The Banjo in a Southern Appalachian County
An intimate look at the role of the banjo in a long-standing, joyful musical tradition vital to the Appalachian region
The banjo has been emblematic of the Southern Appalachian Mountains since the late twentieth century. Making Music: The Banjo in a Southern Appalachian County takes a close look at the instrument and banjo players in Haywood County, North Carolina. Author William C. Allsbrook Jr., MD, presents the oral histories of thirty-two banjo players, all but two of whom were born in Haywood County. These talented musicians recount, in their own words, their earliest memories of music, and of the banjo, as well as the appeal of the banjo. They also discuss learning to play the instrument, including what it “feels like” playing the banjo, many describing occasional “flow states.”
In the book, Allsbrook explores an in-home musical folkway that developed along the colonial frontier. By the mid-1800s, frontier expansion had ceased in Haywood County due to geographic barriers, but the in-home musical tradition, including the banjo, survived in largely isolated areas. Vestiges of that tradition remain to this day, although the region has undergone significant changes over the lifetimes of the musicians interviewed. As a result, the survival of the in-home tradition is not guaranteed. Readers are invited into the private lives of the banjo players and asked to consider the future of the banjo in the face of contemporary trends. The future will be shaped by how this remarkable mountain culture continues to adapt to these challenges. Still, this thriving community of banjo players represents the vibrant legacy of the banjo in Haywood County and the persistence of tradition in the twenty-first century.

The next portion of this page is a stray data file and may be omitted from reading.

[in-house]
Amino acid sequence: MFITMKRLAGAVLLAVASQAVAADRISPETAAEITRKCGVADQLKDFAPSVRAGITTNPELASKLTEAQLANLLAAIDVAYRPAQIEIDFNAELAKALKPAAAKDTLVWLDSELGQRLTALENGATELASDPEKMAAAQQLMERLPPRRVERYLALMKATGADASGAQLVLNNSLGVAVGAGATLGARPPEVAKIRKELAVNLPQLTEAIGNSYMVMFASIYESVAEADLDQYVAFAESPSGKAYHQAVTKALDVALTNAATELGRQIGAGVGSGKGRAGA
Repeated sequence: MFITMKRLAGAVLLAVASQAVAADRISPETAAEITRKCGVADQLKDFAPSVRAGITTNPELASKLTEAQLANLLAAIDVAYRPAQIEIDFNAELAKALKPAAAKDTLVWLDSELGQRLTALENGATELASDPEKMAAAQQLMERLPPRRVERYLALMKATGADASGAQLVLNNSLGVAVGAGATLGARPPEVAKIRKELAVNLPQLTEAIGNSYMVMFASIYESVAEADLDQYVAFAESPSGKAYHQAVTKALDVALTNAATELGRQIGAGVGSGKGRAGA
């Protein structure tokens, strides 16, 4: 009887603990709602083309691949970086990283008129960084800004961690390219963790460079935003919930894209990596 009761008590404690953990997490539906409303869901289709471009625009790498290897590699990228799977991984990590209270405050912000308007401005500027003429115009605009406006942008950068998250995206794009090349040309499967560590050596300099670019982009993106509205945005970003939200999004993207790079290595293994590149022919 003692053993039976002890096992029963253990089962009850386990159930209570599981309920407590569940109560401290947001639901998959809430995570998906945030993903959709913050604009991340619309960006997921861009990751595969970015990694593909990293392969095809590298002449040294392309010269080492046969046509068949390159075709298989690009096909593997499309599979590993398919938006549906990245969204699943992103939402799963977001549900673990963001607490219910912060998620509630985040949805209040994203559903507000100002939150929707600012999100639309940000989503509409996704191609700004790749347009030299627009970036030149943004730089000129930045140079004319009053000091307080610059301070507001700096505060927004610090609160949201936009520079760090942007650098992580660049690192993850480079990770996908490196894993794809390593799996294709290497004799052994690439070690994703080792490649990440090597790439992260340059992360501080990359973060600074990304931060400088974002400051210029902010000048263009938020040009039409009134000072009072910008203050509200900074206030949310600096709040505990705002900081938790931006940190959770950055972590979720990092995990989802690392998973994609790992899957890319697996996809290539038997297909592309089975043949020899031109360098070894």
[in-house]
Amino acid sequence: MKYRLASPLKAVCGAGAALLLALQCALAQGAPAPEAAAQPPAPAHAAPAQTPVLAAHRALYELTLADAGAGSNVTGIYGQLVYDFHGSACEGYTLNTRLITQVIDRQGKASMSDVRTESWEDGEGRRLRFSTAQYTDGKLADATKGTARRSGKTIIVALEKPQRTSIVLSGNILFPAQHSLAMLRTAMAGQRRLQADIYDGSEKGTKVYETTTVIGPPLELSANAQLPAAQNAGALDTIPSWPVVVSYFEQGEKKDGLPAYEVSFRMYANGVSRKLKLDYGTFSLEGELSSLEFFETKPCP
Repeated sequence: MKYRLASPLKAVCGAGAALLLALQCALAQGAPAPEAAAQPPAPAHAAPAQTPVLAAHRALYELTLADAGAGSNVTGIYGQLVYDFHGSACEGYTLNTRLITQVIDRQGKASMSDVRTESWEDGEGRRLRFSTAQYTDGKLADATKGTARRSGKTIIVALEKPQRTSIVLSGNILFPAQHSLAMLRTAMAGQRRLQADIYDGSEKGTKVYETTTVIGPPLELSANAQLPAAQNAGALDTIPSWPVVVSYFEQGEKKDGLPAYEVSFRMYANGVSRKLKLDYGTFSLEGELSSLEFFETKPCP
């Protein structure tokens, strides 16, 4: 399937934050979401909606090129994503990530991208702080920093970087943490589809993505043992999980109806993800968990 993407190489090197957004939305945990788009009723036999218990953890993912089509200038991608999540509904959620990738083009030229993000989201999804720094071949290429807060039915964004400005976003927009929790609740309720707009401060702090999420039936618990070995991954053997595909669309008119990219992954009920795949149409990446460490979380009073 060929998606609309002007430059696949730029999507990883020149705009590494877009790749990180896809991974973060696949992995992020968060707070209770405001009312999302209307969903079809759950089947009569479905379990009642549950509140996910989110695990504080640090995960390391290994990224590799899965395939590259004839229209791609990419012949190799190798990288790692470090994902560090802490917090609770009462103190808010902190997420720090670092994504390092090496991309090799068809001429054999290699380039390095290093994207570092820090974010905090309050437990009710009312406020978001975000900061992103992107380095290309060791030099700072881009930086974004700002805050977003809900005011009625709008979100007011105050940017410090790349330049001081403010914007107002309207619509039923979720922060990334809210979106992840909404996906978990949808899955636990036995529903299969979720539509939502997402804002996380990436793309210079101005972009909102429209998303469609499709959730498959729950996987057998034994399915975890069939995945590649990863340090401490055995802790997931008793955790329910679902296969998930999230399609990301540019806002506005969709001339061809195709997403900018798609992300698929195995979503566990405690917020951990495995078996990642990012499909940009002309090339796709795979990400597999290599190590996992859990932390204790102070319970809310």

"Making Music is a wonderful, in-depth look inside the culture of playing folk music for fun. Having known virtually all the participants who helped Dr. Allsbrook, I can attest fully to the authenticity, the educational value, and the entertaining aspects presented in Making Music."- Marc Pruett, Grammy recipient, honorary doctor of arts, and recipient of the North Carolina Heritage Award
"This collection of oral histories offers up new information on the instrument’s recent spread. By focusing on a specific mountain area of Western North Carolina, Allsbrook documents families of musicians and the way music is learned and perpetuated. He provides an interesting read for all those inquisitive about the banjo’s growth."- Bob Carlin, longtime banjo performer, documentarian, and disseminator
"This fascinating exploration is principally composed of oral histories by 32 Haywood County banjo players, none of them household names, who were interviewed extensively for this project. . . . Appalachian mountain life comes alive as it's viewed through its musical heritage."- Dan McClure, Library Journal